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Menopause: Causes and Symptoms

There comes a time in every woman’s life when she reaches the end of those child-bearing years and finds that the next stage of her life is upon her - and that stage is marked by the menopause. It is a perfectly normal time and many women welcome it because they do not have to worry about unwanted pregnancies and they do not have to put up with PMS followed by their period any longer. This is often the first time in a woman’s life when she can transfer her energies into being more creative or start a new career or even just be her own person. Others fear they are leaving their youth behind and perhaps find it difficult to accept this new change in their life.


A woman reaches menopause when she has not had a period for 12 months and this usually happens between the ages of 45 and 55 years. It is the time when the function of the ovaries ceases. Menopause can occur as early as the 30s or as late as the 60s. It has been found that women tend to undergo menopause at a similar age to that of their own mothers.

Menopause affects every woman differently. Some have no symptoms at all and just sail through this time in their lives. Others suffer from the well known “hot flushes” & night sweats, vaginal dryness, urinary problems, insomnia, mood swings or memory problems. Treatments are available for alleviating any of the more uncomfortable or distressing of these symptoms so don’t be afraid to seek help if you need it. Even if you do suffer from one or more of these symptoms, they are usually for a comparatively short time and will not last indefinitely.


Two serious conditions can be brought on by menopause - osteoporosis and cardiovascular disease:

  • Osteoporosis is the deterioration of the quantity and quality of bone so that there is an increased risk of fracture. Bone mineral density normally begins to decrease in the 40s though it is accelerated during menopause. Osteoporosis treatment and prevention measures include smoking cessation, limiting alcohol, plenty of exercise and adequate calcium and vitamin D intake or supplements. In addition medications are available that can stop bone loss and increase bone strength.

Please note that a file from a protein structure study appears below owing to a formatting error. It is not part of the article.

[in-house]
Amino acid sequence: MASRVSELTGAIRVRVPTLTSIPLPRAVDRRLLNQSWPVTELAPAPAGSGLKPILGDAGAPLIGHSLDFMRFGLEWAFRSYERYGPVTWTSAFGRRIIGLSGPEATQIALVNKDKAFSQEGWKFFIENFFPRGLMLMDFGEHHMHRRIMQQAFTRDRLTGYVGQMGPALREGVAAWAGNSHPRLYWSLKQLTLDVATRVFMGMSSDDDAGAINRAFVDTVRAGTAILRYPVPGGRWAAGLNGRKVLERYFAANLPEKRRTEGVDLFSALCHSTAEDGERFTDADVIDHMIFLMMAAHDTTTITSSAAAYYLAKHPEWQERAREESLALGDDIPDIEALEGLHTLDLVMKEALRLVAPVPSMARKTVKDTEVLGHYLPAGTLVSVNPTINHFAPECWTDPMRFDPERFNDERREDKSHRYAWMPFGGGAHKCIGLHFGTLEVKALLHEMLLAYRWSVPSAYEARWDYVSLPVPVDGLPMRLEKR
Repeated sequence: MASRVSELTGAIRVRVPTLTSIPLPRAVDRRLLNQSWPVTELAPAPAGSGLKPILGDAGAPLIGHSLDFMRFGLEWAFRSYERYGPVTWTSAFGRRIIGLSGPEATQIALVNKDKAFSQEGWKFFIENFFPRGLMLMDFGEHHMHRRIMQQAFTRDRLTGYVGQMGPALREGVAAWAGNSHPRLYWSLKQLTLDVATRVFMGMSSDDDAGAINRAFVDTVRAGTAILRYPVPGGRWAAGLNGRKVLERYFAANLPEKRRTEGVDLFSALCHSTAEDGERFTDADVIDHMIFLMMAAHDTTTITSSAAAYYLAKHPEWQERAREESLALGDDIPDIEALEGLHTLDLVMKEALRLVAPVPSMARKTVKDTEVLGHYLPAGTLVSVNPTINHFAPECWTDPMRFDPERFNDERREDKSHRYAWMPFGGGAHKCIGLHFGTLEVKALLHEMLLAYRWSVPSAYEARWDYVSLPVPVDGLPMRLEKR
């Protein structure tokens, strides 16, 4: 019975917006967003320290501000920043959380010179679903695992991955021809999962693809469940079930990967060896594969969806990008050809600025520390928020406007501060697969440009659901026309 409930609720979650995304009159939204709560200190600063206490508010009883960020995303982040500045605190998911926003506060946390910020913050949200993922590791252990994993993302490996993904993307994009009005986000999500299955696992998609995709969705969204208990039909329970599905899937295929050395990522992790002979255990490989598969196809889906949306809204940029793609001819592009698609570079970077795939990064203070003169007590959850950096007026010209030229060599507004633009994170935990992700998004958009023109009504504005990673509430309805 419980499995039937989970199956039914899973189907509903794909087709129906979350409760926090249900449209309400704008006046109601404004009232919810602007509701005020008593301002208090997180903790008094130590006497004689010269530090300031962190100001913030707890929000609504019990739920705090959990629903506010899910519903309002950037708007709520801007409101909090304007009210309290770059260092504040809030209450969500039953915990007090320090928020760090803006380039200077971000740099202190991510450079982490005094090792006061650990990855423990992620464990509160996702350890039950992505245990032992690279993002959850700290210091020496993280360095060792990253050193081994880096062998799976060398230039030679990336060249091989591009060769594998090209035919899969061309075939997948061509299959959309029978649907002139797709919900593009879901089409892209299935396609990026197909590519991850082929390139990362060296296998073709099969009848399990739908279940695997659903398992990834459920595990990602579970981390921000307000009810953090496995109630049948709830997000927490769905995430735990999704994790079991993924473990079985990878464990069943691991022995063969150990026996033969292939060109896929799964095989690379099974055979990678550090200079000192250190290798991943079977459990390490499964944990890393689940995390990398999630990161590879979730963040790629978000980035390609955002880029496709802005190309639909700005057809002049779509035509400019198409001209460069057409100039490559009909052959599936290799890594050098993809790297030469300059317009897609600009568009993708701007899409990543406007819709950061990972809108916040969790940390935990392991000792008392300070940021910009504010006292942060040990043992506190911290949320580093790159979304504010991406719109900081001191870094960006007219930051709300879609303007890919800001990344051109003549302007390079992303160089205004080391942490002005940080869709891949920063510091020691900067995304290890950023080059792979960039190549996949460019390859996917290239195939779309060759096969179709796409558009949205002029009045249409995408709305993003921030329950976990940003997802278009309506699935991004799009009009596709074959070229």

• Cardiovascular disease becomes more of a risk to women after menopause (two to three times higher than before). It is thought that this may due to declining estrogen levels. However, although it is possible to take hormone therapy as a preventive measure, it is not usually thought to be advisable because of other risks from such hormone therapy. Before thinking about embarking on such a program, it is wise to do research and to discuss it thoroughly with your doctor.

Tips to help you through menopause

Many of the symptoms of menopause and the medical conditions that may develop as a result of the menopause can be lessened or even avoided by taking steps to lead a healthy lifestyle:

  • Regular exercise can help protect against cardiovascular disease as well as osteoporosis. It is also well known that exercise has mental health benefits.
  • Good nutrition with a healthy, balanced diet with plenty of fresh fruits and vegetables as well as whole grains. Dairy products and dark green vegetables are good for adding calcium to your diet. Plus almonds, sesame seeds, prawns, anchovies, sardines, apricots, figs and dates
  • Smoking cessation will reduce your risk of both cardiovascular disease and osteoporosis.
To sum up, complications that women may develop in the postmenopausal period include osteoporosis and heart disease. Treatments are directed towards alleviating uncomfortable or distressing symptoms and these treatments are often customized for each woman so that menopause which is a gradual process is made easier.